• Additional sources that may interface with the vehicle include a personal navigation device 54, having, for example, a USB connection 56 and/or an antenna 58, a vehicle navigation device 60 having a USB 62 or other connection, an onboard GPS device 24, or remote navigation system (not shown) having connectivity to network 61. USB is one of a class of serial networking protocols. IEEE 1394 (firewire), EIA (Electronics Industry Association) serial protocols, IEEE 1284 (Centronics Port), S/PDIF (Sony/Philips Digital Interconnect Format) and USB-IF (USB Implementers Forum) form the backbone of the device-device serial standards. Most of the protocols can be implemented for either electrical or optical communication.
  • Further, the CPU could be in communication with a variety of other auxiliary devices 65. These devices can be connected through a wireless 67 or wired 69 connection. Auxiliary device 65 may include, but are not limited to, personal media players, wireless health devices, portable computers, and the like.
  • Also, or alternatively, the CPU could be connected to a vehicle based wireless router 73, using for example a WiFi 71 transceiver. This could allow the CPU to connect to remote networks in range of the local router 73.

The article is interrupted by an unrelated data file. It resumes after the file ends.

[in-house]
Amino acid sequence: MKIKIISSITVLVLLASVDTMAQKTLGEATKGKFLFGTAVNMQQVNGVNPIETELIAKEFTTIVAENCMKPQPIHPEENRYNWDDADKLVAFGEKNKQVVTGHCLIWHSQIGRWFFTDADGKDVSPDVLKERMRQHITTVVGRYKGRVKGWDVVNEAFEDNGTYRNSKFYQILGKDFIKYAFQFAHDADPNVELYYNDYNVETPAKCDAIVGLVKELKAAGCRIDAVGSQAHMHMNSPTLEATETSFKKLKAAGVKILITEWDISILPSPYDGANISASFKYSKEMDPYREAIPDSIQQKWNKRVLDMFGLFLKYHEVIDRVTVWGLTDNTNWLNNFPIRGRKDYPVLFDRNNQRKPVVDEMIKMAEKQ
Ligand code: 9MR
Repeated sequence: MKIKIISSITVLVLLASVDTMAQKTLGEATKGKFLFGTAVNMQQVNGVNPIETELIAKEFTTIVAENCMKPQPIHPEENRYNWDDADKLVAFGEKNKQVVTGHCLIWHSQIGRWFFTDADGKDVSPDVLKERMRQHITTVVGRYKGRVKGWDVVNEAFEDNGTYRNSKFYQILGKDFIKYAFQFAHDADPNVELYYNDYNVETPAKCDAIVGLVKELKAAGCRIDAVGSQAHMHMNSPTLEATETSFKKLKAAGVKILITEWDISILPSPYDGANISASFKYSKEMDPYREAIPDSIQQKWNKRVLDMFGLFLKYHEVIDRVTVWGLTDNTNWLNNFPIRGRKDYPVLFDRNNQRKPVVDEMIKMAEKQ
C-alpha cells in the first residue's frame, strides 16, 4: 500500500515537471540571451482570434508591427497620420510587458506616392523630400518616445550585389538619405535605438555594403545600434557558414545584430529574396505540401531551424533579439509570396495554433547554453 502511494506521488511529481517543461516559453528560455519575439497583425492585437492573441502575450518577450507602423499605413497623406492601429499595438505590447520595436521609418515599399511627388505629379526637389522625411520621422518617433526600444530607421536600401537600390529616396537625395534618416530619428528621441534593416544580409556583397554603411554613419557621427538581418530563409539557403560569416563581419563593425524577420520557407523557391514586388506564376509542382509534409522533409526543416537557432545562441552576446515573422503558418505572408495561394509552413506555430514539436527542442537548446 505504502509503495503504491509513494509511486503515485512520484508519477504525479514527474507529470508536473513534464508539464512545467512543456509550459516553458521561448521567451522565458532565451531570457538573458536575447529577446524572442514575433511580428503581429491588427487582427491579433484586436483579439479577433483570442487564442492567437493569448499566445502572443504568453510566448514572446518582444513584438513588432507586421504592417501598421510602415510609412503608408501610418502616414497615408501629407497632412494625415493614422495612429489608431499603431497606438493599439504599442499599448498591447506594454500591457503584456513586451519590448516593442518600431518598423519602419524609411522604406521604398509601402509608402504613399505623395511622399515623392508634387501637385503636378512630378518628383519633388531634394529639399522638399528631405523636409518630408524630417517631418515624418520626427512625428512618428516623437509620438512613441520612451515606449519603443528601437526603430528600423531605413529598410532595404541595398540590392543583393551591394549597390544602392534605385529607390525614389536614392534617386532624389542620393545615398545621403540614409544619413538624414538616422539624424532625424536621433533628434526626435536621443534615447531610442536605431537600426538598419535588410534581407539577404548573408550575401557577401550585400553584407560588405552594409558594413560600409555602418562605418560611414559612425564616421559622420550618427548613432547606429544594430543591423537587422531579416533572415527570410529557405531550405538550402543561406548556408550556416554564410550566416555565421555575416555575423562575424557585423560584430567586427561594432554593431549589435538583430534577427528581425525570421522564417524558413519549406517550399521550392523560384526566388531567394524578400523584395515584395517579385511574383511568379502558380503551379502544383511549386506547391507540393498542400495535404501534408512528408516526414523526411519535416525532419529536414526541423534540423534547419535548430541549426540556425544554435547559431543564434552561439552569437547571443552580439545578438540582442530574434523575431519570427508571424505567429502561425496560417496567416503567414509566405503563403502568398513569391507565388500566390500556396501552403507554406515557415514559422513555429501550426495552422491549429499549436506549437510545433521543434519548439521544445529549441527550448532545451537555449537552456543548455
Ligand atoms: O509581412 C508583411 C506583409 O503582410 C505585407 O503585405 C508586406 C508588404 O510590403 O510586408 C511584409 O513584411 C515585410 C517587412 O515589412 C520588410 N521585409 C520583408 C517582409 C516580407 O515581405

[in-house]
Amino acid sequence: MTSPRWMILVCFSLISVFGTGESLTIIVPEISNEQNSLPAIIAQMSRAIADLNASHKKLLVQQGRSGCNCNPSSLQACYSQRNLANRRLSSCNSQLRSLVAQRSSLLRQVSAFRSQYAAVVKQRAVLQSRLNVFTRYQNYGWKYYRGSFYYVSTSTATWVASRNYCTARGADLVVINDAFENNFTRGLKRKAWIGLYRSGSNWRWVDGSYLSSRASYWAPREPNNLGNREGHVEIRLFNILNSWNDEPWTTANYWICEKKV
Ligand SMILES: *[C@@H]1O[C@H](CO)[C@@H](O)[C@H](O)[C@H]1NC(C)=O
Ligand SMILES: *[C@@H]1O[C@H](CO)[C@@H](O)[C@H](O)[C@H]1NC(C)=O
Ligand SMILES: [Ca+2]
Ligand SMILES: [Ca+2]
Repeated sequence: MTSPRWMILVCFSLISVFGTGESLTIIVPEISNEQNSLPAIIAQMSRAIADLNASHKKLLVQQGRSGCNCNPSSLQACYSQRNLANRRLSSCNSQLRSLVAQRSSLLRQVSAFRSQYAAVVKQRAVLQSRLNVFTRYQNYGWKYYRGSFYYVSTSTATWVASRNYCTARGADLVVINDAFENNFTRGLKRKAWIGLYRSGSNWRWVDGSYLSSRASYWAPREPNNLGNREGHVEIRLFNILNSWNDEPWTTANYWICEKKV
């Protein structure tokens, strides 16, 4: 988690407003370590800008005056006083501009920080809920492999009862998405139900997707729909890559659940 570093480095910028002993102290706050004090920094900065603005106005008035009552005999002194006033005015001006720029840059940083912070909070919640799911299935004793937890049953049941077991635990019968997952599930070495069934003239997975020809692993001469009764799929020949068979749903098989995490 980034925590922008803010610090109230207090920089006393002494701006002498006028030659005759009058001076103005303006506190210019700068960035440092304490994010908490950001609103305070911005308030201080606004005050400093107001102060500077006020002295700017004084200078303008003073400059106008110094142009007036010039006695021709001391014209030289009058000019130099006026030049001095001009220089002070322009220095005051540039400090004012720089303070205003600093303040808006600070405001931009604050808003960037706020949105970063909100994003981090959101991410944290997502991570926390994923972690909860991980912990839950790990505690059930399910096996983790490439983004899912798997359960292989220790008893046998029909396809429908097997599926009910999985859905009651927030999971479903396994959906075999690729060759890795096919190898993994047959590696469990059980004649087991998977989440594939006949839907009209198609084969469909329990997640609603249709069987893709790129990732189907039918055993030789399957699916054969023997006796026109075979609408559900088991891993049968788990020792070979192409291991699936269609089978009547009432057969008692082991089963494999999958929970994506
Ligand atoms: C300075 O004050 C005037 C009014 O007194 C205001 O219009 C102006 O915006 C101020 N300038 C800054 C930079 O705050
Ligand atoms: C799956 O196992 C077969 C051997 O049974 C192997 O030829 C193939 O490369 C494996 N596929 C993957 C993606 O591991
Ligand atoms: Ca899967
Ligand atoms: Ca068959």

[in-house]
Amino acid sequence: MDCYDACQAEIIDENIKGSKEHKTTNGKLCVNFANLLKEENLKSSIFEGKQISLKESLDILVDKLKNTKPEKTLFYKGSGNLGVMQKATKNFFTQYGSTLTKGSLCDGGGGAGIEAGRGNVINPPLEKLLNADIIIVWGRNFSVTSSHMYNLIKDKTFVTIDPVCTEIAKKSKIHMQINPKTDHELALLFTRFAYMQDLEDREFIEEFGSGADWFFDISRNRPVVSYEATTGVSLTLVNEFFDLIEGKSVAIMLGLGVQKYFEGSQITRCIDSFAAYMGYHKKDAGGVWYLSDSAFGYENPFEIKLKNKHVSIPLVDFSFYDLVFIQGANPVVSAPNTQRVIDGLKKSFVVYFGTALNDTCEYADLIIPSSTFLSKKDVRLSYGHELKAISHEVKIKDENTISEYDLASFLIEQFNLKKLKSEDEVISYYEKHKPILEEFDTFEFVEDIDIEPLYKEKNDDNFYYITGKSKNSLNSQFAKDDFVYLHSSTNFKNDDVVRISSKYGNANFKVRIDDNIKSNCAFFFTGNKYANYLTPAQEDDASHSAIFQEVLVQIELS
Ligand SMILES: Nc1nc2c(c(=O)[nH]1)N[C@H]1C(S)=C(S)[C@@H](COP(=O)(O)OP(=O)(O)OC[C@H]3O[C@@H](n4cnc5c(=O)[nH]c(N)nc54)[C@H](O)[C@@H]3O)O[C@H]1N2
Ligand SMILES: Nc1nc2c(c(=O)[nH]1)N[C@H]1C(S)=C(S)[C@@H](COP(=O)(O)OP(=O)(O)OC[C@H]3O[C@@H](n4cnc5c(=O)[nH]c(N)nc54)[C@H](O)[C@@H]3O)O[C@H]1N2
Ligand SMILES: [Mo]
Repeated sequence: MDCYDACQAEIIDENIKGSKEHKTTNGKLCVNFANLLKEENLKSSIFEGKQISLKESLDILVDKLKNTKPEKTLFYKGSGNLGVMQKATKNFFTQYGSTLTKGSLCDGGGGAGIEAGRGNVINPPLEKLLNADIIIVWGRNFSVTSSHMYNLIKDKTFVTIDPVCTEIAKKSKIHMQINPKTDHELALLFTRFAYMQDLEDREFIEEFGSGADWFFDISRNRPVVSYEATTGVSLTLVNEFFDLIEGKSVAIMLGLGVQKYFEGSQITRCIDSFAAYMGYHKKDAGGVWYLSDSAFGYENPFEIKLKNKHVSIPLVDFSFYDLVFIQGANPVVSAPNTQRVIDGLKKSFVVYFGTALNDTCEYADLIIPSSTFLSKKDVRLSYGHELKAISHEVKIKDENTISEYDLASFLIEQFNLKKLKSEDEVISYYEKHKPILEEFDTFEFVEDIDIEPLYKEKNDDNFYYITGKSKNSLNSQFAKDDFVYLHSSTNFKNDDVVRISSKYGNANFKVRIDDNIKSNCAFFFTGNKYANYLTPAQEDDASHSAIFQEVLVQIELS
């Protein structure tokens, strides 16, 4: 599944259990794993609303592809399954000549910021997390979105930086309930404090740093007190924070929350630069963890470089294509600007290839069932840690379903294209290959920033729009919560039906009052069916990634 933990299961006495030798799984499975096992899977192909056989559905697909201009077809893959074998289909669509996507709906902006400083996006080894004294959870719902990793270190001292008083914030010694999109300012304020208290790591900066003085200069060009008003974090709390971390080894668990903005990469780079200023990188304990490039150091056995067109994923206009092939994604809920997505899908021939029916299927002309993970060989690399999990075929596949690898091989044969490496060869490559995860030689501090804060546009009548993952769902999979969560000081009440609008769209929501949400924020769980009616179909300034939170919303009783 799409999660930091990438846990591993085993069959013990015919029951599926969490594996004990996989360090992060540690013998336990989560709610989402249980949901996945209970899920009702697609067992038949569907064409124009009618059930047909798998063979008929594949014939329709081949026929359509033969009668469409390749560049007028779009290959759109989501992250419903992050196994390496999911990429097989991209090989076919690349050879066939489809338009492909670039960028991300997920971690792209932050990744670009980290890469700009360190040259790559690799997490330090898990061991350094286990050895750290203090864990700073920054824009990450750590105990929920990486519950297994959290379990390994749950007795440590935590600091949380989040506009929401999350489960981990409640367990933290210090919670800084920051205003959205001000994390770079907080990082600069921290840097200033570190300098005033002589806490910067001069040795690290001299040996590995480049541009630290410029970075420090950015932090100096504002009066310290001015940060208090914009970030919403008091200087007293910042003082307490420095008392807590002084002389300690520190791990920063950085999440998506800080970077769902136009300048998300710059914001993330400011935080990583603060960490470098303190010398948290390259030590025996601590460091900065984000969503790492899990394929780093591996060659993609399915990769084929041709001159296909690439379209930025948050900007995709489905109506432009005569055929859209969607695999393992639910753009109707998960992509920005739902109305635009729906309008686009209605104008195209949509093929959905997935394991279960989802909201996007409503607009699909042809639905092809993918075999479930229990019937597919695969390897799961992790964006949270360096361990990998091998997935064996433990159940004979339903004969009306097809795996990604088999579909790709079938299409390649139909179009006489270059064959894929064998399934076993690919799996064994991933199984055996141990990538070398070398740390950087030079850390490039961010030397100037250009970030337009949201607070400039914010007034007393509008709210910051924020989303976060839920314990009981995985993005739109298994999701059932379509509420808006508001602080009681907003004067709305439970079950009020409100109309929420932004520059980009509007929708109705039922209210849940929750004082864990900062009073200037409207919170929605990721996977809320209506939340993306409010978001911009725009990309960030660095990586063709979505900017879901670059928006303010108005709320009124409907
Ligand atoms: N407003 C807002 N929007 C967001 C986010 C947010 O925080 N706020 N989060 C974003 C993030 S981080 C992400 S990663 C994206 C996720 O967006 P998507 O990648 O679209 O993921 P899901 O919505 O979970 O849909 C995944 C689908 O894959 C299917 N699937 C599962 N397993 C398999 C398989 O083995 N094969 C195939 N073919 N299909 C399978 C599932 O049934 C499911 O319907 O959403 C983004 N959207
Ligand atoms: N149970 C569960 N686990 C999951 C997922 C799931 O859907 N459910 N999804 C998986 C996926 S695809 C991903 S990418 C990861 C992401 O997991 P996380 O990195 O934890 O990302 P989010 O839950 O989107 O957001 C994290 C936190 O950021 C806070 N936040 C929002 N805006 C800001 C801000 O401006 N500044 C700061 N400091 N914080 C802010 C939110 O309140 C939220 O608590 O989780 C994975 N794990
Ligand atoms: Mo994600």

• In addition to having exemplary processes executed by a vehicle computing system located in a vehicle, in certain embodiments, the exemplary processes may be executed by a computing system in communication with a vehicle computing system. Such a system may include, but is not limited to, a wireless device (e.g., and without limitation, a mobile phone) or a remote computing system (e.g., and without limitation, a server) connected through the wireless device. Collectively, such systems may be referred to as vehicle associated computing systems (VACS). In certain embodiments particular components of the VACS may perform particular portions of a process depending on the particular implementation of the system. By way of example and not limitation, if a process has a step of sending or receiving information with a paired wireless device, then it is likely that the wireless device is not performing the process, since the wireless device would not “send and receive” information with itself. One of ordinary skill in the art will understand when it is inappropriate to apply a particular VACS to a given solution. In all solutions, it is contemplated that at least the vehicle computing system (VCS) located within the vehicle itself is capable of performing the exemplary processes.
  • While some forays have been made into the world of connecting a vehicle based payment system into remotely sourced payment computers (such as at a gas station or fast food restaurant), significant room for expansion in the area of extra-vehicular activity still exists.